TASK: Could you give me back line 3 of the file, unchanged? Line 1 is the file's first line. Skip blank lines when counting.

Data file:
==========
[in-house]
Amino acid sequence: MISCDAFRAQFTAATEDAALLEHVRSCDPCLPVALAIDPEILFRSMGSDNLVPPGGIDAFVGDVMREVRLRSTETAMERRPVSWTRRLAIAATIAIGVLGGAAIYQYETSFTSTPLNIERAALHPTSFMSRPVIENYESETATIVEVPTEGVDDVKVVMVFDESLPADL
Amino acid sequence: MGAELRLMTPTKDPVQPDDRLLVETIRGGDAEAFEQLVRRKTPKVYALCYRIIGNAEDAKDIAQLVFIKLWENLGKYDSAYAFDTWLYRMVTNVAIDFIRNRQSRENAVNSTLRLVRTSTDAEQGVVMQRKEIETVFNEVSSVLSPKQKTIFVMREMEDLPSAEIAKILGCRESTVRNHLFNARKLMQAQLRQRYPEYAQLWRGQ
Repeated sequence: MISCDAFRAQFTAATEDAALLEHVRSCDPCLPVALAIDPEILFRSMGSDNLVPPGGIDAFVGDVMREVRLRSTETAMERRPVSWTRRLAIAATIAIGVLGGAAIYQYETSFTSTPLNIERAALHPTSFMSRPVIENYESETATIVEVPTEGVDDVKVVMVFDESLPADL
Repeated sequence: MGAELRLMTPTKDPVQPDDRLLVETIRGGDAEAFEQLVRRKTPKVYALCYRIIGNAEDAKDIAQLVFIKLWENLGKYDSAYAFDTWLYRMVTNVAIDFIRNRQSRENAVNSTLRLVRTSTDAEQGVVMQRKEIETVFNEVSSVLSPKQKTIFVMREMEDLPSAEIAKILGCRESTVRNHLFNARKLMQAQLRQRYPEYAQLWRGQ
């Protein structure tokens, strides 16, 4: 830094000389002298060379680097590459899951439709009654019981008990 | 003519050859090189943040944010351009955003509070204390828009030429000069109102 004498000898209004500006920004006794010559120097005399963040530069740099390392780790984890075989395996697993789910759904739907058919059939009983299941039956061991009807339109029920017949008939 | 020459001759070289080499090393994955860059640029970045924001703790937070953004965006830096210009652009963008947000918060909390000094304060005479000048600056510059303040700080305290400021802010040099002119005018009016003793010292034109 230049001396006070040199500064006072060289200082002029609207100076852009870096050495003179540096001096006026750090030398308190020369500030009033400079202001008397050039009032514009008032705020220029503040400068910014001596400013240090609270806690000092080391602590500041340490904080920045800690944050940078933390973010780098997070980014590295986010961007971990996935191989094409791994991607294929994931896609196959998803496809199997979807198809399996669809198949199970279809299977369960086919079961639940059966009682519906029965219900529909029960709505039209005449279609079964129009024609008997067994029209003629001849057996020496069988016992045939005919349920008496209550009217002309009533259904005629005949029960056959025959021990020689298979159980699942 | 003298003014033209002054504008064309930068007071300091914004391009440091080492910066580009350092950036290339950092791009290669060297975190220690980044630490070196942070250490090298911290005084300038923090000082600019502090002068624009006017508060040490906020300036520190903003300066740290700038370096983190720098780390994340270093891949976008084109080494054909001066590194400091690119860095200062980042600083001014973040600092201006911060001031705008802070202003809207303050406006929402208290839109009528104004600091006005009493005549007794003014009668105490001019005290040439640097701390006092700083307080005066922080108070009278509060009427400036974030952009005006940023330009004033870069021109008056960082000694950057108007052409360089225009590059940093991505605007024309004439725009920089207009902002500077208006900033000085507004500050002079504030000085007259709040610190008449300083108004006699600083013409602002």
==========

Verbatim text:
Amino acid sequence: MGAELRLMTPTKDPVQPDDRLLVETIRGGDAEAFEQLVRRKTPKVYALCYRIIGNAEDAKDIAQLVFIKLWENLGKYDSAYAFDTWLYRMVTNVAIDFIRNRQSRENAVNSTLRLVRTSTDAEQGVVMQRKEIETVFNEVSSVLSPKQKTIFVMREMEDLPSAEIAKILGCRESTVRNHLFNARKLMQAQLRQRYPEYAQLWRGQ